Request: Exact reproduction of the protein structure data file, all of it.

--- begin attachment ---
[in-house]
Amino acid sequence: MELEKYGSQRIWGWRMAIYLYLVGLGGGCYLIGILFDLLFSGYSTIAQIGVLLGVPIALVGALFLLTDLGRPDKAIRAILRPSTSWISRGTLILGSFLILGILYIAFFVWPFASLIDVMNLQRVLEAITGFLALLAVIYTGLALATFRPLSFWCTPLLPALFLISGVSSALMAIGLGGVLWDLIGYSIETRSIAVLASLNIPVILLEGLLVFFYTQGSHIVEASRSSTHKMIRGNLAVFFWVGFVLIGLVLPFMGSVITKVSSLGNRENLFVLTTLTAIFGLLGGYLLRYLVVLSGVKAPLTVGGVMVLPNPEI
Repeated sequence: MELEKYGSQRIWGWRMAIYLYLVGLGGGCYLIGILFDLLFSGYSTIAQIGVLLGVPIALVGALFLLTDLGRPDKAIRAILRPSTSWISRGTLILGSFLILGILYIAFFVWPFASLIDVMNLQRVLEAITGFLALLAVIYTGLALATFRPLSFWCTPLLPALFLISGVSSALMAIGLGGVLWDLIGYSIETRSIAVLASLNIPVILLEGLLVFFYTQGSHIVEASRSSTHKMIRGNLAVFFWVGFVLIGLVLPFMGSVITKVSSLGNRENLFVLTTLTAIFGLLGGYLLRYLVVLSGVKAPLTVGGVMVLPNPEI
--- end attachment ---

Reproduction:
[in-house]
Amino acid sequence: MELEKYGSQRIWGWRMAIYLYLVGLGGGCYLIGILFDLLFSGYSTIAQIGVLLGVPIALVGALFLLTDLGRPDKAIRAILRPSTSWISRGTLILGSFLILGILYIAFFVWPFASLIDVMNLQRVLEAITGFLALLAVIYTGLALATFRPLSFWCTPLLPALFLISGVSSALMAIGLGGVLWDLIGYSIETRSIAVLASLNIPVILLEGLLVFFYTQGSHIVEASRSSTHKMIRGNLAVFFWVGFVLIGLVLPFMGSVITKVSSLGNRENLFVLTTLTAIFGLLGGYLLRYLVVLSGVKAPLTVGGVMVLPNPEI
Repeated sequence: MELEKYGSQRIWGWRMAIYLYLVGLGGGCYLIGILFDLLFSGYSTIAQIGVLLGVPIALVGALFLLTDLGRPDKAIRAILRPSTSWISRGTLILGSFLILGILYIAFFVWPFASLIDVMNLQRVLEAITGFLALLAVIYTGLALATFRPLSFWCTPLLPALFLISGVSSALMAIGLGGVLWDLIGYSIETRSIAVLASLNIPVILLEGLLVFFYTQGSHIVEASRSSTHKMIRGNLAVFFWVGFVLIGLVLPFMGSVITKVSSLGNRENLFVLTTLTAIFGLLGGYLLRYLVVLSGVKAPLTVGGVMVLPNPEI